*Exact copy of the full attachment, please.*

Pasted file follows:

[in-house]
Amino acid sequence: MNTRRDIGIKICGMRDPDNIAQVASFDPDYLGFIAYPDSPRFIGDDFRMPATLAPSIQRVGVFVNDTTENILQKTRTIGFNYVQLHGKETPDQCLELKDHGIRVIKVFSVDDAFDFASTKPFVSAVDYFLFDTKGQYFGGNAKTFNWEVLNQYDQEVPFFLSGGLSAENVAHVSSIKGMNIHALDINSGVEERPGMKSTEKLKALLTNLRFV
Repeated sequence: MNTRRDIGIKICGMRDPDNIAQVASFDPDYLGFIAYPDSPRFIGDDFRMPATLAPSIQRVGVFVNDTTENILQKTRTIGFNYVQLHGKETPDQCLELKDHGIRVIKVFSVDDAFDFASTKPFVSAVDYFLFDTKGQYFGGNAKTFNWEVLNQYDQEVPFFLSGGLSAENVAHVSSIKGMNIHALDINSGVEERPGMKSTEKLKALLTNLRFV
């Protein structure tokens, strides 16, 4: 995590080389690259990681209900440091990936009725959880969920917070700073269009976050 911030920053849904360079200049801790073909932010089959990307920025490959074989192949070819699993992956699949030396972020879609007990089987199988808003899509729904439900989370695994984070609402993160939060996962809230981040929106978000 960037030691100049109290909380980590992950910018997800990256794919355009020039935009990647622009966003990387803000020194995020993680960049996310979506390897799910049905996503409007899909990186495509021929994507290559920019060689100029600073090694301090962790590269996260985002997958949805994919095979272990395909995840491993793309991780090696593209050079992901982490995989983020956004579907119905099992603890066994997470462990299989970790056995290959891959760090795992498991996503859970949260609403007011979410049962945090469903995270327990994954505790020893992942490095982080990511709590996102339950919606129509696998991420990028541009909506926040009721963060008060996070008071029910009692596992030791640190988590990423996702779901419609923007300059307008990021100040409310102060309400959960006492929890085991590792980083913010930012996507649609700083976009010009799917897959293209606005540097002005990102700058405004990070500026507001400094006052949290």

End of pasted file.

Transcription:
[in-house]
Amino acid sequence: MNTRRDIGIKICGMRDPDNIAQVASFDPDYLGFIAYPDSPRFIGDDFRMPATLAPSIQRVGVFVNDTTENILQKTRTIGFNYVQLHGKETPDQCLELKDHGIRVIKVFSVDDAFDFASTKPFVSAVDYFLFDTKGQYFGGNAKTFNWEVLNQYDQEVPFFLSGGLSAENVAHVSSIKGMNIHALDINSGVEERPGMKSTEKLKALLTNLRFV
Repeated sequence: MNTRRDIGIKICGMRDPDNIAQVASFDPDYLGFIAYPDSPRFIGDDFRMPATLAPSIQRVGVFVNDTTENILQKTRTIGFNYVQLHGKETPDQCLELKDHGIRVIKVFSVDDAFDFASTKPFVSAVDYFLFDTKGQYFGGNAKTFNWEVLNQYDQEVPFFLSGGLSAENVAHVSSIKGMNIHALDINSGVEERPGMKSTEKLKALLTNLRFV
């Protein structure tokens, strides 16, 4: 995590080389690259990681209900440091990936009725959880969920917070700073269009976050 911030920053849904360079200049801790073909932010089959990307920025490959074989192949070819699993992956699949030396972020879609007990089987199988808003899509729904439900989370695994984070609402993160939060996962809230981040929106978000 960037030691100049109290909380980590992950910018997800990256794919355009020039935009990647622009966003990387803000020194995020993680960049996310979506390897799910049905996503409007899909990186495509021929994507290559920019060689100029600073090694301090962790590269996260985002997958949805994919095979272990395909995840491993793309991780090696593209050079992901982490995989983020956004579907119905099992603890066994997470462990299989970790056995290959891959760090795992498991996503859970949260609403007011979410049962945090469903995270327990994954505790020893992942490095982080990511709590996102339950919606129509696998991420990028541009909506926040009721963060008060996070008071029910009692596992030791640190988590990423996702779901419609923007300059307008990021100040409310102060309400959960006492929890085991590792980083913010930012996507649609700083976009010009799917897959293209606005540097002005990102700058405004990070500026507001400094006052949290």